Competing in a world championship is for most a once-in-a-lifetime opportunity, and such events often attract large numbers of spectators who are relatives or friends of the athletes. The Olympic Games and world cups are the most prestigious events in the world for the sports they cover because of their global nature, scale and frequency. Grand Slam events in tennis (Australian, French and U.S. Opens and Wimbledon) and golf (Master’s, British and U.S. Open and PGA Championship) are more prestigious than other events. History, prize money, media coverage, scarcity and the field of competitors influence perceived prestige. The growth of
The composition of a tournament field and its “star power” influence the media attention, gallery size and economic impact. An annual event such as the U.S. Open golf championship may experience significant fluctuations in attendance, spectator market segment proportionality and spending from year to year. A case in point is what became known as the Tiger Woods effect, whereby weekend ratings were 58% higher in tournaments in which Tiger played (Sandomir, 2008).
Summary of the growth of sport tourism
Sport tourism continues to grow all over the world, developed nations are seeing growth as are many developing nations, especially in Asia.
The main constraints appear to be money and time but as the world becomes smaller and richer there are greater opportunities. As the world has become more health savvy participatory tourism is also growing.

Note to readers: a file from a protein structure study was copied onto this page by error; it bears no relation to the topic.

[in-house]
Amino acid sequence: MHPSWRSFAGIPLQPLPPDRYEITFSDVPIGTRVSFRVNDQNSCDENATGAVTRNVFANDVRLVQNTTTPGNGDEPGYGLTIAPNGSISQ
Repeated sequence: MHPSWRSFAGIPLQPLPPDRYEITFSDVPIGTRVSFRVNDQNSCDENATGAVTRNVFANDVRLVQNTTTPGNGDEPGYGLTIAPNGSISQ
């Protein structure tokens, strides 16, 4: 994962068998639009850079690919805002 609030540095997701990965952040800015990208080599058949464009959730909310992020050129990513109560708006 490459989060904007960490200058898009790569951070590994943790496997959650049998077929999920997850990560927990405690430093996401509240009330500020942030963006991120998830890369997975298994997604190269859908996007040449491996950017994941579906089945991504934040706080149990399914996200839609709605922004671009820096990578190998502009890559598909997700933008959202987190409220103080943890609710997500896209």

Event-based sport tourism involves sport participants as the focal attraction and typically, spectators, some of whom may be visitors to the host city. Most research on
- North America
- Latin America and the Caribbean
- Western Europe
- Eastern Europe
- The Arab World
- South and Southeast Asia
- Northeast Asia
Part four covers management essentials such as intercultural management and the importance of human resources. Macroeconomics and the business of international sport are also discussed.
Part five talks further about the growth of sport tourism as well as digital media, fantasy sports and marketing including branding.
The sixth and final part looks at corruption in sport, corporate social responsibility and looks into future agendas.
International Sport Management, 2nd Edition
Eric MacIntosh, Gonzalo Bravo & Ming Li